Peer to Peer Magazine

December 2012

The quarterly publication of the International Legal Technology Association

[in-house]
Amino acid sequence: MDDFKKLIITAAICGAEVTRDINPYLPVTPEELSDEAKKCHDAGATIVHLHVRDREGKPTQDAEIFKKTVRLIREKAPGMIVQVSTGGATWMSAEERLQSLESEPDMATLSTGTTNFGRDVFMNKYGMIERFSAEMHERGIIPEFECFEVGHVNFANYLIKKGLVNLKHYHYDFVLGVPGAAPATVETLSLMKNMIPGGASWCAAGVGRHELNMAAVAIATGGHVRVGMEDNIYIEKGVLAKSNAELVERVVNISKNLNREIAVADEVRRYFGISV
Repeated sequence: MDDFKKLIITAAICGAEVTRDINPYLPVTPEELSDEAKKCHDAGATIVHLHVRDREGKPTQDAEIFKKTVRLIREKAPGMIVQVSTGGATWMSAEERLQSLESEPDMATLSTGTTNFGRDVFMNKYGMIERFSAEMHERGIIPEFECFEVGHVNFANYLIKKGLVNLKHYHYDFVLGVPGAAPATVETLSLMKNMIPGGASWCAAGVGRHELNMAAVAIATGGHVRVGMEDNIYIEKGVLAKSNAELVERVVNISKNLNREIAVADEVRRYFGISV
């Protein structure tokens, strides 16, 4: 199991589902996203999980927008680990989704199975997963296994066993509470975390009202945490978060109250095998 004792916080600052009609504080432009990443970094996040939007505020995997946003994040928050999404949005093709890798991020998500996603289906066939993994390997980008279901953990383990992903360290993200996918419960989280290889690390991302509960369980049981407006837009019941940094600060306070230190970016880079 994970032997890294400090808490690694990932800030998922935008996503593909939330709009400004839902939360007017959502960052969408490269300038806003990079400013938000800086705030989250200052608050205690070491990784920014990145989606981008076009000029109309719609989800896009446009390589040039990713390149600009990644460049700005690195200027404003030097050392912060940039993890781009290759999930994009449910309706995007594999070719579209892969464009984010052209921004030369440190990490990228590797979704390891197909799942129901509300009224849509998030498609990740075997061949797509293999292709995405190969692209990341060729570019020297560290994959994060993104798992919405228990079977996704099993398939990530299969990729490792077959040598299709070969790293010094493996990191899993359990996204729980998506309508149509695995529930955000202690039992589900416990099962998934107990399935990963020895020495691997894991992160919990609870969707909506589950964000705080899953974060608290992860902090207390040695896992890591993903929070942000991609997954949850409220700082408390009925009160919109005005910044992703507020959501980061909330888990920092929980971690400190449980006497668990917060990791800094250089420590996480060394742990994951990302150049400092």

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book review The Practical Side of Practice "Law firm management may be good, bad or so-so, but it will be a significant factor in how the firm is viewed by its members, its clients and its public." — William Koster, "The Business of the Practice of Law" If you don't look upon the law business as a business first of all, you're not going to succeed at it. That's the main message of William Koster's "The Business of the Practice of Law" (AuthorHouse, 2004, 151 pages). Oriented to third-year law students, recent graduates and new members of small to midsize law firms, this book explores the business side of law firm life in 10 well-ordered chapters. It was designed to accompany a law school course that addresses the practical side of practice. "This is not a how-to book," says the author in the introduction. "Its sole purpose is to help create an awareness of the nature of law firm life and those aspects of that life that a law student should be especially concerned about." The nature of law firm life warrants serious consideration by law school students and graduates even before they join a firm. For the sake of their future careers, they will want to make it a matter of systematic scrutiny as they interview with prospective employers. What will they want to know about those firms, and how will they obtain that information? The Culture of an Organization Koster approaches this subject by focusing on the concept of a firm's culture. His breakdown of the aspects of culture that serve to define a firm's composition, character and style of doing business furnishes an outline for the book. Not incidentally, it also constitutes a checklist for a prospective associate's due-diligence inquiry into a firm that he or she is thinking of joining. 72 Peer to Peer Each of these dimensions is explored in subsequent chapters: • Management and control • Reward systems • Services and focus • Training of associates • Firm ownership • Billing and pricing • Marketing • Vision, mission and strategic planning • Change management "The due diligence process," says Koster, "should elicit those characteristics of a firm that cannot be determined by reference to regularly available law firm profile resources." By way of illustration, the author develops two threads in parallel to a discussion of the elements of culture. The first is a profile of a fictitious law firm that he calls "Smith Jones." In three appendices, he lays out financial information pertaining to this firm. Chapter-by-chapter discussion shows how data extracted from these statistics shed light on the firm's culture. At the same time, the discussion reveals the amount of information that remains to be gleaned from interviews and other sources in the process of assessing a potential match between employer and employee.

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